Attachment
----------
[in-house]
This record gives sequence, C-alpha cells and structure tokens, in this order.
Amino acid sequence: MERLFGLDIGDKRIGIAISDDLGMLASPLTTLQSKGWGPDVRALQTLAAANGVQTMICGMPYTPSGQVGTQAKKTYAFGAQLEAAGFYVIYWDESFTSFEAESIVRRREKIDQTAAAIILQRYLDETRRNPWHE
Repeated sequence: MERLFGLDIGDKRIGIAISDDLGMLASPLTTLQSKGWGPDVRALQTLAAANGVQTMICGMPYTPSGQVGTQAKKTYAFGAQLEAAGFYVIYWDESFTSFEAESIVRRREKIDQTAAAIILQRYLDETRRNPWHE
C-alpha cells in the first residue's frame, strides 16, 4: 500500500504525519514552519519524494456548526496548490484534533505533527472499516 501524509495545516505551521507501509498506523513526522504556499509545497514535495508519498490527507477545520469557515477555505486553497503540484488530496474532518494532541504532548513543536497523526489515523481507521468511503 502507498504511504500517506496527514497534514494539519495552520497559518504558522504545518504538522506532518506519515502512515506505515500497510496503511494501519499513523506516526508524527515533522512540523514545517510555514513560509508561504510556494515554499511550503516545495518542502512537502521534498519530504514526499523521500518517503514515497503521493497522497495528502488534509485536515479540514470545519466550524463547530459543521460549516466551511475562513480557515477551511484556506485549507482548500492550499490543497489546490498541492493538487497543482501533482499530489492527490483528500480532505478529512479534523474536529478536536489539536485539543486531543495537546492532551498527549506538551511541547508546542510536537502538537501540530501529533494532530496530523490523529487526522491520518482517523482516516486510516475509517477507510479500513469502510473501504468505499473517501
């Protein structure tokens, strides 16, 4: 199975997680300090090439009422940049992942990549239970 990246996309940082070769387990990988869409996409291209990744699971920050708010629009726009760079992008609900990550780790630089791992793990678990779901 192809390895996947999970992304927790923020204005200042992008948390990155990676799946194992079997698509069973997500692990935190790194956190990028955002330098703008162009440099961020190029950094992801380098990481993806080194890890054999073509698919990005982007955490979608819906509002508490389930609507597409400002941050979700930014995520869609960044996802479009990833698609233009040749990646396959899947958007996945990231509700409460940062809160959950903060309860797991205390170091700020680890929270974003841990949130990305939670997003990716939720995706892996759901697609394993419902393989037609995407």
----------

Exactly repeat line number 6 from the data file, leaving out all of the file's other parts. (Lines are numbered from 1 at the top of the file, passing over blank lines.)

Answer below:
């Protein structure tokens, strides 16, 4: 199975997680300090090439009422940049992942990549239970 990246996309940082070769387990990988869409996409291209990744699971920050708010629009726009760079992008609900990550780790630089791992793990678990779901 192809390895996947999970992304927790923020204005200042992008948390990155990676799946194992079997698509069973997500692990935190790194956190990028955002330098703008162009440099961020190029950094992801380098990481993806080194890890054999073509698919990005982007955490979608819906509002508490389930609507597409400002941050979700930014995520869609960044996802479009990833698609233009040749990646396959899947958007996945990231509700409460940062809160959950903060309860797991205390170091700020680890929270974003841990949130990305939670997003990716939720995706892996759901697609394993419902393989037609995407």